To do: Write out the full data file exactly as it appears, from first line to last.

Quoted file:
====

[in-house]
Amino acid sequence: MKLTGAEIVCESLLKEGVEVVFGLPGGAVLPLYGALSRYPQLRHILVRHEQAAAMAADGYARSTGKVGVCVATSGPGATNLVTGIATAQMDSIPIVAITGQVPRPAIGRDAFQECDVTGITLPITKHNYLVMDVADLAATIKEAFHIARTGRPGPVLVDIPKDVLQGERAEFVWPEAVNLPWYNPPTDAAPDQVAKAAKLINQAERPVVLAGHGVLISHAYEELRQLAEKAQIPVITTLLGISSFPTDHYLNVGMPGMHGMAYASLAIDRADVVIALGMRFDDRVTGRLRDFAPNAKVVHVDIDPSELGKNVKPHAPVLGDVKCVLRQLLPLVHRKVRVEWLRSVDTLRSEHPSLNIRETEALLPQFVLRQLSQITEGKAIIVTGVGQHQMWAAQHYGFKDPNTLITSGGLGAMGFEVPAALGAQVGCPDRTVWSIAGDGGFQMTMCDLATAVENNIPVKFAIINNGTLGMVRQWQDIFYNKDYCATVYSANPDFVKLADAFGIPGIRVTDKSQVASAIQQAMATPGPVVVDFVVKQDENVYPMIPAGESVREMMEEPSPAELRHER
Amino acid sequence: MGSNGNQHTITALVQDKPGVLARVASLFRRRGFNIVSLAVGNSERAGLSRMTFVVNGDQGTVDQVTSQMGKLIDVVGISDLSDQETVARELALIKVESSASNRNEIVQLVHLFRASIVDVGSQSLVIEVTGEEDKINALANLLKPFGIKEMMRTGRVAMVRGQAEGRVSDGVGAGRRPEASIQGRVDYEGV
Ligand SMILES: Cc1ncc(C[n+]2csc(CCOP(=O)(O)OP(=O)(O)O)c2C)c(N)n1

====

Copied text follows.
[in-house]
Amino acid sequence: MKLTGAEIVCESLLKEGVEVVFGLPGGAVLPLYGALSRYPQLRHILVRHEQAAAMAADGYARSTGKVGVCVATSGPGATNLVTGIATAQMDSIPIVAITGQVPRPAIGRDAFQECDVTGITLPITKHNYLVMDVADLAATIKEAFHIARTGRPGPVLVDIPKDVLQGERAEFVWPEAVNLPWYNPPTDAAPDQVAKAAKLINQAERPVVLAGHGVLISHAYEELRQLAEKAQIPVITTLLGISSFPTDHYLNVGMPGMHGMAYASLAIDRADVVIALGMRFDDRVTGRLRDFAPNAKVVHVDIDPSELGKNVKPHAPVLGDVKCVLRQLLPLVHRKVRVEWLRSVDTLRSEHPSLNIRETEALLPQFVLRQLSQITEGKAIIVTGVGQHQMWAAQHYGFKDPNTLITSGGLGAMGFEVPAALGAQVGCPDRTVWSIAGDGGFQMTMCDLATAVENNIPVKFAIINNGTLGMVRQWQDIFYNKDYCATVYSANPDFVKLADAFGIPGIRVTDKSQVASAIQQAMATPGPVVVDFVVKQDENVYPMIPAGESVREMMEEPSPAELRHER
Amino acid sequence: MGSNGNQHTITALVQDKPGVLARVASLFRRRGFNIVSLAVGNSERAGLSRMTFVVNGDQGTVDQVTSQMGKLIDVVGISDLSDQETVARELALIKVESSASNRNEIVQLVHLFRASIVDVGSQSLVIEVTGEEDKINALANLLKPFGIKEMMRTGRVAMVRGQAEGRVSDGVGAGRRPEASIQGRVDYEGV
Ligand SMILES: Cc1ncc(C[n+]2csc(CCOP(=O)(O)OP(=O)(O)O)c2C)c(N)n1